PHILADELPHIA - Language used in everyday social media posts may have a strong connection to an individual’s health, according to new research from the Perelman School of Medicine at the University of Pennsylvania. In the first study of its kind, the new results suggest that not only are many adult Facebook and Twitter users willing to share their social media data and medical data for research purposes, but that by building a language databank, it may be possible to link social media content to health outcomes. Results of the study are published online today in the journal BMJ Quality & Safety.
“We don’t often think of our social media content as data, but the language we use and the information we post may offer valuable insights into the relationship between our everyday lives and our health,” said the study’s senior author, Raina M. Merchant, MD, MSHP, director of the Social Media and Health Innovation Lab and an assistant professor of Emergency Medicine at Penn Medicine. “Finding ways to effectively harness and mine that data could prove to be a valuable source of information about how and why patients communicate about their health. There is a rich potential to identify health trends both in the general public and at the individual level, create education campaigns and interventions, and much more. One of the unique aspects of this data is the ability to link social media data with validated information from a health record.”
In the study, patients visiting an Emergency Department were asked if they used social media, and if they would be willing to share their social media data and electronic medical data with health researchers, for the purpose of building a research database. Similar to existing banks of genomic data, the research database of language and other social media data allows researchers to draw correlations between participants’ online content and their health. More than 1,000 participants consented to share their social media and medical data over seven months. Analyzing content from as far back as 2009, the shared social media data consisted of nearly 1.4 million posts and tweets to Facebook and Twitter, comprising almost 12 million words.
“The social media and health data bank, which we are continuing to build, serves a valuable purpose in helping us think about health in new ways, some of which we haven’t even begun to consider,” Merchant said. “Just as genetic information is banked to track potential future health, previously unobservable social media postings – made up of words, language, and conversations – may also be banked from consenting individuals and evaluated for potential correlations with health and health outcomes.”
Some of the information is explicit like “I forgot to take my water pill for my heart failure today,” and others are more subtle like a series of photos with salty foods. Variations in word complexity could suggest cognitive decline, or a change in the number of words per post or network size might be indicative of a depressed mental status. Posted content could also reveal information about adherence to prescribed medications, new medical conditions, or health behaviors like exercise and diets.
The researchers also found that individuals with a given diagnosis in their electronic medical record were significantly more likely to use terms related to that diagnosis on Facebook than patients without that diagnosis in their electronic medical record. For example, among individuals diagnosed with abdominal pain, 21 percent used terms such as “stomach pain” and “belly ache” on Facebook compared to eight percent of individuals without that diagnosis who used those terms.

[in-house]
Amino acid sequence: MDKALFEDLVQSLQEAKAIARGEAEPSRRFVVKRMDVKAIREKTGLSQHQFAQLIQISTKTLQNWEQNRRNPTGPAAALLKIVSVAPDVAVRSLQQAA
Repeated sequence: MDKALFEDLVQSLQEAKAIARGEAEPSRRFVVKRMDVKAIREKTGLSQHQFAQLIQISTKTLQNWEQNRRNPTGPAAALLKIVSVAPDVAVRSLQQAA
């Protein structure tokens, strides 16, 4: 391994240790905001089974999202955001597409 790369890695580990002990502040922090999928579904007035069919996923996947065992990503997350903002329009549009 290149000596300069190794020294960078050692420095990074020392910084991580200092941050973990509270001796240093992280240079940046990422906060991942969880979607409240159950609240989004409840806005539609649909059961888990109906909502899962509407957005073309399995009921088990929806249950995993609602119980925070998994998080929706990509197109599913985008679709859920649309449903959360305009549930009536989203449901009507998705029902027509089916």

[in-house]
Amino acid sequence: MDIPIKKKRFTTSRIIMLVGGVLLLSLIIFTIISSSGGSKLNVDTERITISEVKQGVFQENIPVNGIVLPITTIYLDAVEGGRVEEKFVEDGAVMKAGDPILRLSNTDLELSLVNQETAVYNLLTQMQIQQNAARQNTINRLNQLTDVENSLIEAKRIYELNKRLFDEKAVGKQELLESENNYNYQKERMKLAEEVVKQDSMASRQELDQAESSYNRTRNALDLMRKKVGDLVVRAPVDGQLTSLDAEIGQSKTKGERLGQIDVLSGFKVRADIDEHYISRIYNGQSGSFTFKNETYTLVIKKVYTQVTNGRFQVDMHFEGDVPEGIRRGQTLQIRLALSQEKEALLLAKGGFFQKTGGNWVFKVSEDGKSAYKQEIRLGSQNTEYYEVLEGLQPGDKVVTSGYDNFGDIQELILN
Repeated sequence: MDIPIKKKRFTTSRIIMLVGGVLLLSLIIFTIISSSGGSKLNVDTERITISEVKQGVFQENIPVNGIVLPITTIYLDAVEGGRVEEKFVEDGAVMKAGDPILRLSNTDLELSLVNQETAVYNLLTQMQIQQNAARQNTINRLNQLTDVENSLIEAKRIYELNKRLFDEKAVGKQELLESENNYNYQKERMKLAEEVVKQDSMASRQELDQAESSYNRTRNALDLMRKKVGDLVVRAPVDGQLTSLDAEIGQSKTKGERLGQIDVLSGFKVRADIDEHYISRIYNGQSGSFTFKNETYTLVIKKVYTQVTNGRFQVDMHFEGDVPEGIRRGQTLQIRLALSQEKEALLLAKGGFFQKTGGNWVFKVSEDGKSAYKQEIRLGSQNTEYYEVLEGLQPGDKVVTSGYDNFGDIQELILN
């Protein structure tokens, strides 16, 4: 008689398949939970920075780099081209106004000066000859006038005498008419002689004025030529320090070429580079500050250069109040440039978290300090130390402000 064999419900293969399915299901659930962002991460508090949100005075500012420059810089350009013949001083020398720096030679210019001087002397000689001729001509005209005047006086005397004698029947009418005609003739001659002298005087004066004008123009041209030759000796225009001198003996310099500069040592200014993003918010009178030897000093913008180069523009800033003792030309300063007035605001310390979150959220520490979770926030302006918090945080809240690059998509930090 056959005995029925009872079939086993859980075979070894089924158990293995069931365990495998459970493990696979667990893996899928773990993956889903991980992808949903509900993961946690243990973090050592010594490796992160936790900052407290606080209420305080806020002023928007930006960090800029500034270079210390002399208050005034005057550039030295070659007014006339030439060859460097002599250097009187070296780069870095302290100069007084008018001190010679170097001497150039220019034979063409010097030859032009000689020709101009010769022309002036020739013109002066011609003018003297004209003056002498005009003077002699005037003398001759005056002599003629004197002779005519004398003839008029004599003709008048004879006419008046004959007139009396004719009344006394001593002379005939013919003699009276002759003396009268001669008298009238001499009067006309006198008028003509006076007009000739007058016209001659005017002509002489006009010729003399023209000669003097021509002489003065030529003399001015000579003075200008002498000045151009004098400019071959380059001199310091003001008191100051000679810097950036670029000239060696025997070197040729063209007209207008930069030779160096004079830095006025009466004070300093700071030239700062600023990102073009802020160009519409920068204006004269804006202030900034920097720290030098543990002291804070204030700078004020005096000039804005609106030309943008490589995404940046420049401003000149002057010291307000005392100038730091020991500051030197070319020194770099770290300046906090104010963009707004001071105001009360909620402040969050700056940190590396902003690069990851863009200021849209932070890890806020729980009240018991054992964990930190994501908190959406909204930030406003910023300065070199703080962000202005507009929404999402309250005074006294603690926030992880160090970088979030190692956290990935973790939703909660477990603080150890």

“These findings suggests that social media is a promising avenue for exploring how patients conceptualize and communicate about their specific health issues,” said Lyle Ungar, PhD, a professor of Computer Science at the University of Pennsylvania’s School of Engineering and Applied Science, and a co-author on the study. “We see this as just the first of many studies to come examining the relationship between health and social media.”
Merchant emphasized that attention to patient confidentiality was critically important for the research project. “All participants consented to having their data shared, and strict policies for protecting health record data were adhered to. The opportunity for studying new connections in social media and health is significant as we were able to collect patients’ digital footprints in a way that is transparent and attentive to issues of patient privacy.”
Other Penn co-authors are Kevin A. Padrez MD (also with the department of Emergency Medicine, the University of California, San Francisco); H. Andrew Schwartz PhD; Robert J Smith; Shawndra Hill PhD; Tadas Antanavicius; Dana M. Brown; Patrick Crutchley; and David A. Asch MD, MBA.
The study was funded through an Innovation Grant from the Leonard Davis Institute of Health Economics at the University of Pennsylvania.
Penn Medicine is one of the world’s leading academic medical centers, dedicated to the related missions of medical education, biomedical research, and excellence in patient care. Penn Medicine consists of the Raymond and Ruth Perelman School of Medicine at the University of Pennsylvania (founded in 1765 as the nation's first medical school) and the University of Pennsylvania Health System, which together form a $7.8 billion enterprise.
The Perelman School of Medicine has been ranked among the top medical schools in the United States for more than 20 years, according to U.S. News & World Report’s survey of research-oriented medical schools. The School is consistently among the nation’s top recipients of funding from the National Institutes of Health, with $405 million awarded in the 2017 fiscal year.
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